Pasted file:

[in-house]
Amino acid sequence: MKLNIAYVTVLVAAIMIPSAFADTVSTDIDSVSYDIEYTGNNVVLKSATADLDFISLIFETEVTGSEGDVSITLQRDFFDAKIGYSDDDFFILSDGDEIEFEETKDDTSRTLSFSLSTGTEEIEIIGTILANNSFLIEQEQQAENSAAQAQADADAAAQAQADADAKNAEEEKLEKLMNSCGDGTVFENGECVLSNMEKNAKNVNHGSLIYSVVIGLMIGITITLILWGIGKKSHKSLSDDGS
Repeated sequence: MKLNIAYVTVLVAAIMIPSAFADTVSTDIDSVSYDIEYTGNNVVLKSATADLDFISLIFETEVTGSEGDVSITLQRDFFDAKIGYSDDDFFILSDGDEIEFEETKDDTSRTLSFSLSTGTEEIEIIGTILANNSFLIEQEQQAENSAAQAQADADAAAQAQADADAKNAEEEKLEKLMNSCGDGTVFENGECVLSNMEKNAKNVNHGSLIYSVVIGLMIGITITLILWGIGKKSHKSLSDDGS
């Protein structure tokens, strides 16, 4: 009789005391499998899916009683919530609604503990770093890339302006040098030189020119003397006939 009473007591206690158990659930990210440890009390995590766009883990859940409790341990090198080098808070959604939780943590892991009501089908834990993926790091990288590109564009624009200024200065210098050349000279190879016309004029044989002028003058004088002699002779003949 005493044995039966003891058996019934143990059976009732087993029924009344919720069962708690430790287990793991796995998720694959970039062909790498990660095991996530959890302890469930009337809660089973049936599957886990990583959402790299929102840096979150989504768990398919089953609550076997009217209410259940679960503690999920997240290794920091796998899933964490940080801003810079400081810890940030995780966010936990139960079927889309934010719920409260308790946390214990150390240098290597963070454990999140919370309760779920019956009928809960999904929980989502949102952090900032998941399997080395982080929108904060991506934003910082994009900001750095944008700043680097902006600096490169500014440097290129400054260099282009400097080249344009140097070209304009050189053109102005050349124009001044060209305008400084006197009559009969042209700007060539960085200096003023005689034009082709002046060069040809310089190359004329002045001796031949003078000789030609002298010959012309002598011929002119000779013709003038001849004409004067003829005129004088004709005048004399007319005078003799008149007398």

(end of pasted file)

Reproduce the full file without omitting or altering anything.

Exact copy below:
[in-house]
Amino acid sequence: MKLNIAYVTVLVAAIMIPSAFADTVSTDIDSVSYDIEYTGNNVVLKSATADLDFISLIFETEVTGSEGDVSITLQRDFFDAKIGYSDDDFFILSDGDEIEFEETKDDTSRTLSFSLSTGTEEIEIIGTILANNSFLIEQEQQAENSAAQAQADADAAAQAQADADAKNAEEEKLEKLMNSCGDGTVFENGECVLSNMEKNAKNVNHGSLIYSVVIGLMIGITITLILWGIGKKSHKSLSDDGS
Repeated sequence: MKLNIAYVTVLVAAIMIPSAFADTVSTDIDSVSYDIEYTGNNVVLKSATADLDFISLIFETEVTGSEGDVSITLQRDFFDAKIGYSDDDFFILSDGDEIEFEETKDDTSRTLSFSLSTGTEEIEIIGTILANNSFLIEQEQQAENSAAQAQADADAAAQAQADADAKNAEEEKLEKLMNSCGDGTVFENGECVLSNMEKNAKNVNHGSLIYSVVIGLMIGITITLILWGIGKKSHKSLSDDGS
């Protein structure tokens, strides 16, 4: 009789005391499998899916009683919530609604503990770093890339302006040098030189020119003397006939 009473007591206690158990659930990210440890009390995590766009883990859940409790341990090198080098808070959604939780943590892991009501089908834990993926790091990288590109564009624009200024200065210098050349000279190879016309004029044989002028003058004088002699002779003949 005493044995039966003891058996019934143990059976009732087993029924009344919720069962708690430790287990793991796995998720694959970039062909790498990660095991996530959890302890469930009337809660089973049936599957886990990583959402790299929102840096979150989504768990398919089953609550076997009217209410259940679960503690999920997240290794920091796998899933964490940080801003810079400081810890940030995780966010936990139960079927889309934010719920409260308790946390214990150390240098290597963070454990999140919370309760779920019956009928809960999904929980989502949102952090900032998941399997080395982080929108904060991506934003910082994009900001750095944008700043680097902006600096490169500014440097290129400054260099282009400097080249344009140097070209304009050189053109102005050349124009001044060209305008400084006197009559009969042209700007060539960085200096003023005689034009082709002046060069040809310089190359004329002045001796031949003078000789030609002298010959012309002598011929002119000779013709003038001849004409004067003829005129004088004709005048004399007319005078003799008149007398």